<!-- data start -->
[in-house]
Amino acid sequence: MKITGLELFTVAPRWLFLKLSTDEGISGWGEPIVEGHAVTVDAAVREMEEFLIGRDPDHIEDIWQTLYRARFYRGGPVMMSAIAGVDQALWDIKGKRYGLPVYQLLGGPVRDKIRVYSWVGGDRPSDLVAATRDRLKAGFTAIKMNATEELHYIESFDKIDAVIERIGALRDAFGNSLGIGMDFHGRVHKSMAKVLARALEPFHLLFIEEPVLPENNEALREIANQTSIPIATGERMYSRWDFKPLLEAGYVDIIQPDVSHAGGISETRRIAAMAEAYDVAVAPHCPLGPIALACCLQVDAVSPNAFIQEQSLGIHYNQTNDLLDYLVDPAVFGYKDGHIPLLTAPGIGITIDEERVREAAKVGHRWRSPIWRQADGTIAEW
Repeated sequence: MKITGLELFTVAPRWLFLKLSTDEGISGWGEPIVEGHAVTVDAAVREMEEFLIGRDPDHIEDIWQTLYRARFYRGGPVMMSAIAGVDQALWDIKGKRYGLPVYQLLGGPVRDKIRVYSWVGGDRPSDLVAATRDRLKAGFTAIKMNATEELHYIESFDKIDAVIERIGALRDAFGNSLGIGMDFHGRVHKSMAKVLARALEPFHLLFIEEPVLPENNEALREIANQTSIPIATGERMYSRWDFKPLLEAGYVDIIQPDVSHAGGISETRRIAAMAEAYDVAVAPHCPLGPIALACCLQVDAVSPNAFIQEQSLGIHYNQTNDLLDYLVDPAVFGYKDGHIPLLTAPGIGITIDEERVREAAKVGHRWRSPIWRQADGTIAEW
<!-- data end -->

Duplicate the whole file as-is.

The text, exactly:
[in-house]
Amino acid sequence: MKITGLELFTVAPRWLFLKLSTDEGISGWGEPIVEGHAVTVDAAVREMEEFLIGRDPDHIEDIWQTLYRARFYRGGPVMMSAIAGVDQALWDIKGKRYGLPVYQLLGGPVRDKIRVYSWVGGDRPSDLVAATRDRLKAGFTAIKMNATEELHYIESFDKIDAVIERIGALRDAFGNSLGIGMDFHGRVHKSMAKVLARALEPFHLLFIEEPVLPENNEALREIANQTSIPIATGERMYSRWDFKPLLEAGYVDIIQPDVSHAGGISETRRIAAMAEAYDVAVAPHCPLGPIALACCLQVDAVSPNAFIQEQSLGIHYNQTNDLLDYLVDPAVFGYKDGHIPLLTAPGIGITIDEERVREAAKVGHRWRSPIWRQADGTIAEW
Repeated sequence: MKITGLELFTVAPRWLFLKLSTDEGISGWGEPIVEGHAVTVDAAVREMEEFLIGRDPDHIEDIWQTLYRARFYRGGPVMMSAIAGVDQALWDIKGKRYGLPVYQLLGGPVRDKIRVYSWVGGDRPSDLVAATRDRLKAGFTAIKMNATEELHYIESFDKIDAVIERIGALRDAFGNSLGIGMDFHGRVHKSMAKVLARALEPFHLLFIEEPVLPENNEALREIANQTSIPIATGERMYSRWDFKPLLEAGYVDIIQPDVSHAGGISETRRIAAMAEAYDVAVAPHCPLGPIALACCLQVDAVSPNAFIQEQSLGIHYNQTNDLLDYLVDPAVFGYKDGHIPLLTAPGIGITIDEERVREAAKVGHRWRSPIWRQADGTIAEW